There was a husband and wife in the class together which made me wish my husband was with me. It was obvious that he has been shooting for a while or at least more comfortable with guns for a longer time than she was but she is gaining ground in shooting skill. Kelly was smooth with her presentation, solid in her stance and you could see she was locking her arm. At the beginning of the class we were shooting static and she was not doing well, as the class when on, she became very proficient with her shots. Her husband, Jet did the opposite. He did very well at the beginning of the class during static shooting and as the class progressed his shots weren’t making their aim. He was quiet throughout the class, seemed to be one to keep to his own. Seeing a couple together going through a skills class, it is a reminder to be supportive of your partner through the good and the bad. Kelly did exceptionally well towards the end of the class, she was shining bright. Jet went from being vocal to being reserved as the class proceeded throughout the day. He wasn’t moody just quiet. I could only imagine if my husband was there outperforming me, how that might feel.
Chuck, my last classmate, I had never met before. I learned in class that he had recently had foot surgery and in talking to him, he was only a week out from wearing a boot. He was walking great, I would never have guessed! His shooting skills were a bit rusty but he took it all in stride. Chuck is a bit older and I could tell he takes the class seriously as well. He was quiet throughout the class and he sat next to me. He had a few grip issues with his Glock, which indicated to me that he probably doesn’t practice much outside of class. With his foot, he probably didn’t go to the range but I wasn’t able to get a feel for if he would dry fire at home or not.
I have recently changed my everyday carry, and its sights. I recognized the value of using the same firearm for consistent training. There was a point in the class I couldn’t hit a target 10 yards away although I was consistently shooting well before that. I got over the crisis in confidence and started doing well. I haven’t had much chance to shoot while moving and was surprised how well I did. We had to walk through a path in the woods with steel targets hidden through out and eliminate the threats. Ping, ping, ping…what a beautiful sound. In the moment, you don’t have time to worry about how you’re doing, you are moving and shooting and focused on the front sight. No time for anything else. It felt like time was standing still while you are shooting at the targets, moving to the next after you hear the ping. Ducking and crouching around trees to shield yourself from the pretend enemies. There was a golf ball that I wanted to hit, after wasting 2 shots on it- I moved on. My instructor warned against wasting resources and time on a missed target, serve them all, he said.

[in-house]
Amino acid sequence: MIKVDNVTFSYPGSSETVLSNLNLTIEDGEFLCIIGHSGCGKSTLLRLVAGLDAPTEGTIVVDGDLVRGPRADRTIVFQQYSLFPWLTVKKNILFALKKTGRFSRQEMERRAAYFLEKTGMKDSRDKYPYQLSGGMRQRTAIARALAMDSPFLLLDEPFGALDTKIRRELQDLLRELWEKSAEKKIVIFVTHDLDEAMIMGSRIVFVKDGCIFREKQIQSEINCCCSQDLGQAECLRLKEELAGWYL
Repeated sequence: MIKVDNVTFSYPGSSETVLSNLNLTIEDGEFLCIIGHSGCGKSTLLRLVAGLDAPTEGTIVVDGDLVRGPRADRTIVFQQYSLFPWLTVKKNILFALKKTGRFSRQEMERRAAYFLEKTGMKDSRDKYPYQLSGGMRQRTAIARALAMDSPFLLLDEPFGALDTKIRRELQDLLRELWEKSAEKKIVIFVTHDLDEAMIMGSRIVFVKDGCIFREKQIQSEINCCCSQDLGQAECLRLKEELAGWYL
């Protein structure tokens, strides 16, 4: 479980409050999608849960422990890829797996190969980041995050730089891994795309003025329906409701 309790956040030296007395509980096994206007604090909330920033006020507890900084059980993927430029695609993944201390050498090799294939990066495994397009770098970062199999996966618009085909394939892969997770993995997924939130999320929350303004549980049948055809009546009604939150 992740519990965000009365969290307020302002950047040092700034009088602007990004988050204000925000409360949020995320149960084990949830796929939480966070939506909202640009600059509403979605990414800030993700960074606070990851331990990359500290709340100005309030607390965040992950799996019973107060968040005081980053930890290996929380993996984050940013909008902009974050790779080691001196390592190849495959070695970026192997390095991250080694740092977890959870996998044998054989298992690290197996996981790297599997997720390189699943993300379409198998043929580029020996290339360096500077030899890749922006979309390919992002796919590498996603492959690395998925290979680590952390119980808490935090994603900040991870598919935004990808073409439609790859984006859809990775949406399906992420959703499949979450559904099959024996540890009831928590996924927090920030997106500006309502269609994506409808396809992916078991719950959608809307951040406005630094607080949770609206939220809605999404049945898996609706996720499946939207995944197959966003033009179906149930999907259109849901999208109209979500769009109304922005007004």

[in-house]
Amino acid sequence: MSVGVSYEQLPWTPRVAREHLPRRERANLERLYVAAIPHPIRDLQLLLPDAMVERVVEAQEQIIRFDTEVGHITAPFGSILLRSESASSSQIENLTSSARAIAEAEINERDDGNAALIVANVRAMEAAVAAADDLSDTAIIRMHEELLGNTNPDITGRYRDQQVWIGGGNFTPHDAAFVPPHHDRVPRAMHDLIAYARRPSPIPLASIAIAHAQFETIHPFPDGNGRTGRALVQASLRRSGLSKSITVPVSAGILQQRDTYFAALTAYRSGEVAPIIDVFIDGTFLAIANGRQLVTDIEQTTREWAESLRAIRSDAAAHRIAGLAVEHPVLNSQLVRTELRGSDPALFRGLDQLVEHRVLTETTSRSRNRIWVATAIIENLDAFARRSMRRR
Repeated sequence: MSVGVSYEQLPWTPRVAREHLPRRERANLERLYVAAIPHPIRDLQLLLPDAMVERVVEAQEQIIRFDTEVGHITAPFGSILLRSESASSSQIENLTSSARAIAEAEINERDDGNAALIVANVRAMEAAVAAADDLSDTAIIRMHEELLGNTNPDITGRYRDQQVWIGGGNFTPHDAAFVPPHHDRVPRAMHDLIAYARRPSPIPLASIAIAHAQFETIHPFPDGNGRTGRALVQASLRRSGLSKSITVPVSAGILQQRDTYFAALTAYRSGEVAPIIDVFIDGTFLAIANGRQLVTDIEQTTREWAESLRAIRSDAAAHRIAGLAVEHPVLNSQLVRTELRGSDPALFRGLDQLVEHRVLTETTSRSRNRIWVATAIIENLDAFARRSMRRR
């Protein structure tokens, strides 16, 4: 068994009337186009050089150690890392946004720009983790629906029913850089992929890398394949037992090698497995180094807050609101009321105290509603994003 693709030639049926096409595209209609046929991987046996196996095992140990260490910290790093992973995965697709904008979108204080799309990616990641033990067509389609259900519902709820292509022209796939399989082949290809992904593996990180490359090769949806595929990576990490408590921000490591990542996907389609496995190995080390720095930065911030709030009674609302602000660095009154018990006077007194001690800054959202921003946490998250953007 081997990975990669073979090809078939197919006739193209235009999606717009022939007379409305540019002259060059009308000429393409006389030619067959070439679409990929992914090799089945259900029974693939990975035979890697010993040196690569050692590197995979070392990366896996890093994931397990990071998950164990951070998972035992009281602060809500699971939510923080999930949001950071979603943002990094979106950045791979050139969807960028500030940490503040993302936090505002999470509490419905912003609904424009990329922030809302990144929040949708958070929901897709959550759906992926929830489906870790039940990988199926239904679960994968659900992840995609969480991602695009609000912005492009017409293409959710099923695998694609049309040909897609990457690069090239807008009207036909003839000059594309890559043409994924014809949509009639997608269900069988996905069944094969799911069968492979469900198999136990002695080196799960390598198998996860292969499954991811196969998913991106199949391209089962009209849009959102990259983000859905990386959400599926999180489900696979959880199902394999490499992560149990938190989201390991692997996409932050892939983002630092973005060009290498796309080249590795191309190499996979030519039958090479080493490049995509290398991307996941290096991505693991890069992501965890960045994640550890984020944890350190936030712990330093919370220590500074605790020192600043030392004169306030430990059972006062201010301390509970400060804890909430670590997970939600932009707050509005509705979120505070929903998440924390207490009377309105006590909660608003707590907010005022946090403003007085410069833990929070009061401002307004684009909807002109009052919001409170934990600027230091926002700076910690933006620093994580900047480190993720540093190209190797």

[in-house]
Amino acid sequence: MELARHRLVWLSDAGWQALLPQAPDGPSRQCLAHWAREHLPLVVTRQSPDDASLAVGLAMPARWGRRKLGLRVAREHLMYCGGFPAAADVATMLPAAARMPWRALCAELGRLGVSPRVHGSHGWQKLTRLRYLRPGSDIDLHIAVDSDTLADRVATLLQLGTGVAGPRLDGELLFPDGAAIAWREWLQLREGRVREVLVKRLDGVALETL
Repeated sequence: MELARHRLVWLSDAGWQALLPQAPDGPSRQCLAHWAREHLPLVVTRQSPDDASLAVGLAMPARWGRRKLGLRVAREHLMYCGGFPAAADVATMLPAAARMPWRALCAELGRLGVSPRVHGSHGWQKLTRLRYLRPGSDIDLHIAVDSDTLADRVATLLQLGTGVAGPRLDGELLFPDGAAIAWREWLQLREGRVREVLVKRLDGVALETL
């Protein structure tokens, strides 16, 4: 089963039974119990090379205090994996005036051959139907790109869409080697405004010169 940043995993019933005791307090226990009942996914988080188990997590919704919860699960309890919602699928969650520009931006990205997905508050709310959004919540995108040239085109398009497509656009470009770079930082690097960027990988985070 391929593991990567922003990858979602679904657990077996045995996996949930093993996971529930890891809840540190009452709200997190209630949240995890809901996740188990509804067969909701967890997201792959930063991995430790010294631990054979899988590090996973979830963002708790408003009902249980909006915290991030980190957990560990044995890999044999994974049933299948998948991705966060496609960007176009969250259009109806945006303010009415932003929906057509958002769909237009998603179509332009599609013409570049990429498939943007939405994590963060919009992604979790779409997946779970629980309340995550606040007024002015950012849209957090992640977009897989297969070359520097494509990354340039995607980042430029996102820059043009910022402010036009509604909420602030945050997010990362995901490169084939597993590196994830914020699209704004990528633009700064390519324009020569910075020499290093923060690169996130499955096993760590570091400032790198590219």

While the instructors are teaching the class, I was also learning how they responded to our questions, how they encourage and correct us, and what they leave alone for the time being. This is my 5th class with these instructors, I am very comfortable with them, to the point of ribbing them when the opportunity arises. GRIN!
When others make a mistake, I find myself taking care not to make the same mistake. I made my own mistakes during the class, I forgot to scan and assess a few times, I got my shirt stuck in my holster as I was trying to re-holster, and each time I worked harder not to continue the mistake. It was a great class, we all had a good time and learned a lot. I look forward to seeing my classmates in another class soon!